The AAP makes the following recommendations:

Reviewed by: Jordan Spivack MD, PhD

Warning about Baby Slings — April 2010

You are probably aware of the recommendations to place infants on their backs, or supine, for sleeping. Part of this knowledge stems from education you received both before and after your baby was born. Loose bedding and blankets in the crib can also affect a fragile infant’s breathing. Did you know that baby slings can suffocate your infant? As it turns out, neither did the experts. Thanks to proper reporting, it was discovered that there were 14 infant deaths in babies that were in sling type infant carriers. Twelve of those were in infants less than 4 months of age. In 2009, 3 babies died as a result of suffocation from slings. This prompted the U.S. Consumer Product Safety Commission to raise awareness of this issue.

Baby slings have become more popular over the past 10 years. They are useful to allow a fussy baby to be in close contact with the caregiver, allow the caregiver to have use of his/her arms, and gives privacy for breastfeeding a baby in public. The U.S. Consumer Product Safety Commission acknowledges the benefits of slings, but warns against them for infants younger than 4 months of age.

The message for parents is that you can still use your baby sling, but with modifications. Wait until your baby is over 4 months of age before using it! Make sure your baby’s face isn’t covered and is visible at all times. Since the baby can shift in the sling, frequent repositioning and careful monitoring is vital.

For more information, visit

Rear-Facing Car Seats are Safer for Children Under Age 2

Thanks to a study stemming from the US National Highway Traffic Safety vehicle crash database, it was recently determined that children less than 2 years of age are five times safer when in a rear-facing car seat. Researchers looked at car accidents from 1988-2003 that involved children less than 2 years of age. The children that were rear facing were 75 percent less likely to die or experience a devastating injury. The explanation for why it is safer is that when rear-facing, the force of the crash is distributed evenly over the back, neck, head and pelvis. In forward-facing car seats, the force of the injury is concentrated in the head, neck, and seat belt pressure points. Children under 2 have relatively larger heads and weaker necks that make them at risk for serious head injuries.

The most common reason why parents turn their child forward-facing is that the child’s feet are hitting the back seat. After analyzing injuries, it was found that lower leg injuries were rare! The conclusion made from this study is that the risk of a head and neck injury is far greater than the risk of a lower leg injury. We urge you to check the height and weight limits for your convertible car seat and do not convert your child forward until s/he has reached those limits. The take home message is that you should keep your child rear-facing until their second birthday or at least until those height and weight limits have been reached!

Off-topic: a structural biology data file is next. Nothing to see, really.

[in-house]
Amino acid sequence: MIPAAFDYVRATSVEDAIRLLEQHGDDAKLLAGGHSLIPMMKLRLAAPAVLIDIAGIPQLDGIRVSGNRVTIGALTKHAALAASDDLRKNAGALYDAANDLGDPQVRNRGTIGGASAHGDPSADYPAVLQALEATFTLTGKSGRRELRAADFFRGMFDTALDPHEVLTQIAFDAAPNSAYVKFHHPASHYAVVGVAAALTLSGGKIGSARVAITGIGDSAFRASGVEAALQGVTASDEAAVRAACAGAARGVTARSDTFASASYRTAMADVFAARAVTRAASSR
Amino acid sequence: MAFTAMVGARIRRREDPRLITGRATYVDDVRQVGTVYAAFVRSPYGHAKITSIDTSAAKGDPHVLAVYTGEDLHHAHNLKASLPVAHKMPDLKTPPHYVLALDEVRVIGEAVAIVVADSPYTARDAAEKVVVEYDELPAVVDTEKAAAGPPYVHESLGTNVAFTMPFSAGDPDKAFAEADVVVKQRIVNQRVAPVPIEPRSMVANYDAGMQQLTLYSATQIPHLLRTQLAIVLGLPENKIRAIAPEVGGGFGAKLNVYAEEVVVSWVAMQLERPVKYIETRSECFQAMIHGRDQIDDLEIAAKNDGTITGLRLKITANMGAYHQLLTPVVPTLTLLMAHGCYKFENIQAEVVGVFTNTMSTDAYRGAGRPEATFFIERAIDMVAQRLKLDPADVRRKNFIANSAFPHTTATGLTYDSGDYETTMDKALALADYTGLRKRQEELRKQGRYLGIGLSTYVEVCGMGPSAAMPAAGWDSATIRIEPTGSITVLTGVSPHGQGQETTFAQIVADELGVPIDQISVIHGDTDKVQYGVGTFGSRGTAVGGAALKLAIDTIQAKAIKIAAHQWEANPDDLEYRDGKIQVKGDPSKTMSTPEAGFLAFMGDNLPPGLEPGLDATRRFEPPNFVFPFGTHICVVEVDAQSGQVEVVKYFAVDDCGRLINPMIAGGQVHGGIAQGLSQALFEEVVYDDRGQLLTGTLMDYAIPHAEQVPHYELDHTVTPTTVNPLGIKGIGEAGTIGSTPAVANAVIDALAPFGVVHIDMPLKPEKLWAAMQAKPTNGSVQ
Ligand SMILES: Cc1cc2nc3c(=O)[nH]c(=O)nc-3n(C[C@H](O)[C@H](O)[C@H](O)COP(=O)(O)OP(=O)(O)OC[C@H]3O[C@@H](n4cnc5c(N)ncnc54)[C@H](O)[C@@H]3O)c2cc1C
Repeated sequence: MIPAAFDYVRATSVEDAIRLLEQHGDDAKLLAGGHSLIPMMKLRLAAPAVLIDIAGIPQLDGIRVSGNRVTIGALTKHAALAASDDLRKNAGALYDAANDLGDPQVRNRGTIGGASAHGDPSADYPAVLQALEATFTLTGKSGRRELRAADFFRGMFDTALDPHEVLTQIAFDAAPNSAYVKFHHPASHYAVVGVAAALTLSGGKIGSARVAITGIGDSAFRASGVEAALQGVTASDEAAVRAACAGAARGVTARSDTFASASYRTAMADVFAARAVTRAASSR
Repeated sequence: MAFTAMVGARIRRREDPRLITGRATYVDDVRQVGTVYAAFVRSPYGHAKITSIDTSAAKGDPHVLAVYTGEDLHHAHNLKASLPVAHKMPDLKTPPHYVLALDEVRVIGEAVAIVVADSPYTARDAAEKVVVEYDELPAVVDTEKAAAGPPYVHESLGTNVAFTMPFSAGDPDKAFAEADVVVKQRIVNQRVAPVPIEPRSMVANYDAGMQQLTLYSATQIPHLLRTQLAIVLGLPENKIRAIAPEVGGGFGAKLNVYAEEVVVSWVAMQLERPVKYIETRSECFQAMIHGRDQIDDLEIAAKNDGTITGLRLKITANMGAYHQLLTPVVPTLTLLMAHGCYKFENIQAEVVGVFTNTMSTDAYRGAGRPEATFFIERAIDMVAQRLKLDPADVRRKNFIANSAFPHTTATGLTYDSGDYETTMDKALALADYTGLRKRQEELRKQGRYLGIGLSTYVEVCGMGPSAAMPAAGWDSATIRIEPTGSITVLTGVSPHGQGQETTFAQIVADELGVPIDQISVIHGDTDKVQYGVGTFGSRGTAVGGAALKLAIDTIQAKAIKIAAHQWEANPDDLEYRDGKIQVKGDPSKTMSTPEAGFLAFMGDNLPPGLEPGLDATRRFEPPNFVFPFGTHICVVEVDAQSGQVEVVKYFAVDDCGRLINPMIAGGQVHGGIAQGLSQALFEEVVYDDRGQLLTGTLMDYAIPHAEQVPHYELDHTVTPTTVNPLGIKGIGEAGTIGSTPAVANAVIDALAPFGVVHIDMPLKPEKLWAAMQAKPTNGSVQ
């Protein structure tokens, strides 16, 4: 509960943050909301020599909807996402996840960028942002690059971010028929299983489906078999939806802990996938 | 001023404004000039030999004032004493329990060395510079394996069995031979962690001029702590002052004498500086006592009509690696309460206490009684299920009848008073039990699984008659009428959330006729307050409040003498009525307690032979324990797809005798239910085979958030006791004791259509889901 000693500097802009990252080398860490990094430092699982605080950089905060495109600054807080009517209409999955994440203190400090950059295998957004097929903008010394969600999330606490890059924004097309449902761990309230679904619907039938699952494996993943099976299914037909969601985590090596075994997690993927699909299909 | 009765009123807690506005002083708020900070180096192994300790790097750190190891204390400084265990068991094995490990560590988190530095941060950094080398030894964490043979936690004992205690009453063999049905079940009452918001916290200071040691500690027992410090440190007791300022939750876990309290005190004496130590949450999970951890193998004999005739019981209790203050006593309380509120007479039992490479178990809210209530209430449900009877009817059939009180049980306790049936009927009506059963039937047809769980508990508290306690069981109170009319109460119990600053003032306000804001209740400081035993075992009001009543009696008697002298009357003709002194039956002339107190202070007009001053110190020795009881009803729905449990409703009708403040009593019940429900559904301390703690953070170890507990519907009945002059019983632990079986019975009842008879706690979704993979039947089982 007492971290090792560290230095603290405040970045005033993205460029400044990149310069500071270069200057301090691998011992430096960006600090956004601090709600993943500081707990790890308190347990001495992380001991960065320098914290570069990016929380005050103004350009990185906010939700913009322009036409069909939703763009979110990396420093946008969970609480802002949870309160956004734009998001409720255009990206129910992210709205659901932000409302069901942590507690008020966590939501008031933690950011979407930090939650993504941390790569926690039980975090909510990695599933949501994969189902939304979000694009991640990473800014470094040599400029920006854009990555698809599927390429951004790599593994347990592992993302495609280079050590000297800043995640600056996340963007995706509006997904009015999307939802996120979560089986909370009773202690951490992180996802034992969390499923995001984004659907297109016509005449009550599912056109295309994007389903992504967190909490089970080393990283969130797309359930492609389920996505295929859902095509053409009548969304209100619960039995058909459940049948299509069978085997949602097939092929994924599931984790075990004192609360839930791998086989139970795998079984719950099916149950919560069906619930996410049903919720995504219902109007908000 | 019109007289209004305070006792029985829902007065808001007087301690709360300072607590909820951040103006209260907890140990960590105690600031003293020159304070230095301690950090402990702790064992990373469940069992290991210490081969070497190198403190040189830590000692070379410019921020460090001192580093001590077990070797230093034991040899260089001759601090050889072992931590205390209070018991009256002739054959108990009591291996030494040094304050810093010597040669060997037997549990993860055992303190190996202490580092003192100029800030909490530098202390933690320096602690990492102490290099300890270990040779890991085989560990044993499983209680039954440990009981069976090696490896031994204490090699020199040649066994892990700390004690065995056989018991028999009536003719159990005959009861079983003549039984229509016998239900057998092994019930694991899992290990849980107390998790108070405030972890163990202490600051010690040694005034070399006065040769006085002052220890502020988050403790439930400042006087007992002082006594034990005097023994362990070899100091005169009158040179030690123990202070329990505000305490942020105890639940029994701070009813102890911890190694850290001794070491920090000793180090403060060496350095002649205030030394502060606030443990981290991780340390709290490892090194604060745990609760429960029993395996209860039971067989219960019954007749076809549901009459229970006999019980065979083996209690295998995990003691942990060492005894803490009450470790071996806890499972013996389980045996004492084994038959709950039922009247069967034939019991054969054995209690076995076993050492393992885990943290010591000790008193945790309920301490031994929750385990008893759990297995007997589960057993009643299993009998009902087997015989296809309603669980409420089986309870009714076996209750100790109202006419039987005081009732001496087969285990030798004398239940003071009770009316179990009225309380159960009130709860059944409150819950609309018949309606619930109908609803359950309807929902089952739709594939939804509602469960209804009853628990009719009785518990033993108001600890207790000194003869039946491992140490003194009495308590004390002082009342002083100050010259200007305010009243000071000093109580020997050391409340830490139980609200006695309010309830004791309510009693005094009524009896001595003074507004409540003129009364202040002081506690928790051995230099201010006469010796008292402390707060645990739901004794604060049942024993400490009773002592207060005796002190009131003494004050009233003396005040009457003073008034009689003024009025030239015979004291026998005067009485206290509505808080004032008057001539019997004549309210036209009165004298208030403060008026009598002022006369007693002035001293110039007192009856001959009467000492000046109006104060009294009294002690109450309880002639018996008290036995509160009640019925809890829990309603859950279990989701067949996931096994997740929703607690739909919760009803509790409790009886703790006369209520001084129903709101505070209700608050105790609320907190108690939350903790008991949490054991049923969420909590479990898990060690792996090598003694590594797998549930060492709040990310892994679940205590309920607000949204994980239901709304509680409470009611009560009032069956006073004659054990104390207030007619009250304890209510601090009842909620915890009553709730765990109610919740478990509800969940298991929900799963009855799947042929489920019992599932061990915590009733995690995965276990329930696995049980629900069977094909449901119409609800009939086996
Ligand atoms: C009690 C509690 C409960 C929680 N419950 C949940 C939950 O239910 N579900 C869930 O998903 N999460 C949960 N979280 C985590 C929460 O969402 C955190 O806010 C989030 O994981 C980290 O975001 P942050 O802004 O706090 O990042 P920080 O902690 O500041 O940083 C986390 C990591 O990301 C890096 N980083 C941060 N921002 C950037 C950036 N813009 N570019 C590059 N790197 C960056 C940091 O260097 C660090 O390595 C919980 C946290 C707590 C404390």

For more information, visit

Striving for Earlier Detection of Autism — March 2010

In the last decade there has been increasing awareness that autism may not be detected early enough by traditional developmental questions such as, “When did your child start to roll over? Crawl? Say ‘dada’”? and so forth. That is because often the first signs of autism are more subtle delays in social, emotional, or communication skills – characteristics not noted by asking questions about motor and speech development alone.

Exploring your child’s social and communication abilities at well visits will give us a more complete picture and help us identify problems at an earlier age.

Parents can help with early detection of developmental disorders by becoming familiar with the social, emotional and communication milestones children should achieve at certain ages. To that end, listed below are key observations parents should make for children up to 3 years. Please refer to these age-specific lists to see if your child is achieving the expected abilities or behaviors at the right time.

First is a list of “red flags” - delays of special concern that may require timely, detailed evaluation. Also listed are questions you should ask yourself as your child reaches a certain age. If you feel your child is not meeting expectations, please talk with us to discuss further.

Red flags

Social, emotional and communication milestones

At 4 months

At 6 months

At 9 months

At 12 months

At 15 months

At 18 months

At 24 months

At 36 months

Reviewed by: Bruce Tilton, DO, FAAP

  • Print
  • Share

Contact Us

Get Driving Directions